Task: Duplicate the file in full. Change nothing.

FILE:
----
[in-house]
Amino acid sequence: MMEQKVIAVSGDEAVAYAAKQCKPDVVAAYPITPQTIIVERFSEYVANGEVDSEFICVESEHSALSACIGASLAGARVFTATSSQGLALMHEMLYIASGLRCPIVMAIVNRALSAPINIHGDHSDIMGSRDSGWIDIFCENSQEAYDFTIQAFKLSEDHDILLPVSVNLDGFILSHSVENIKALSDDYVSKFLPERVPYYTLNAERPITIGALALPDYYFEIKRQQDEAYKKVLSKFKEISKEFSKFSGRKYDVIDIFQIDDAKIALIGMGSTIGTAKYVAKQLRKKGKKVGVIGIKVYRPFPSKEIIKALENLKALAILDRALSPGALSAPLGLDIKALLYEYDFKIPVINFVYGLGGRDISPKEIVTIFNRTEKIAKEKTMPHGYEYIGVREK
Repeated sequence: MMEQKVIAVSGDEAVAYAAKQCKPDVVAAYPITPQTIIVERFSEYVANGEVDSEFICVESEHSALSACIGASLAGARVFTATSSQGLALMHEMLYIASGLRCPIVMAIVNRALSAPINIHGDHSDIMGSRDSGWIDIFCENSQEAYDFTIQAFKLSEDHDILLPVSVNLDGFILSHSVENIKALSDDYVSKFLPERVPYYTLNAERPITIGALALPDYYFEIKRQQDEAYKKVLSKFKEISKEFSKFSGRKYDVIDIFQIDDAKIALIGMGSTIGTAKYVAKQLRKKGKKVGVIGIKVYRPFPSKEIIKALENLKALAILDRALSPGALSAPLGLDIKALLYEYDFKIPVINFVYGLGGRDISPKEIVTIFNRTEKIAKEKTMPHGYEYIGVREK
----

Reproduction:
[in-house]
Amino acid sequence: MMEQKVIAVSGDEAVAYAAKQCKPDVVAAYPITPQTIIVERFSEYVANGEVDSEFICVESEHSALSACIGASLAGARVFTATSSQGLALMHEMLYIASGLRCPIVMAIVNRALSAPINIHGDHSDIMGSRDSGWIDIFCENSQEAYDFTIQAFKLSEDHDILLPVSVNLDGFILSHSVENIKALSDDYVSKFLPERVPYYTLNAERPITIGALALPDYYFEIKRQQDEAYKKVLSKFKEISKEFSKFSGRKYDVIDIFQIDDAKIALIGMGSTIGTAKYVAKQLRKKGKKVGVIGIKVYRPFPSKEIIKALENLKALAILDRALSPGALSAPLGLDIKALLYEYDFKIPVINFVYGLGGRDISPKEIVTIFNRTEKIAKEKTMPHGYEYIGVREK
Repeated sequence: MMEQKVIAVSGDEAVAYAAKQCKPDVVAAYPITPQTIIVERFSEYVANGEVDSEFICVESEHSALSACIGASLAGARVFTATSSQGLALMHEMLYIASGLRCPIVMAIVNRALSAPINIHGDHSDIMGSRDSGWIDIFCENSQEAYDFTIQAFKLSEDHDILLPVSVNLDGFILSHSVENIKALSDDYVSKFLPERVPYYTLNAERPITIGALALPDYYFEIKRQQDEAYKKVLSKFKEISKEFSKFSGRKYDVIDIFQIDDAKIALIGMGSTIGTAKYVAKQLRKKGKKVGVIGIKVYRPFPSKEIIKALENLKALAILDRALSPGALSAPLGLDIKALLYEYDFKIPVINFVYGLGGRDISPKEIVTIFNRTEKIAKEKTMPHGYEYIGVREK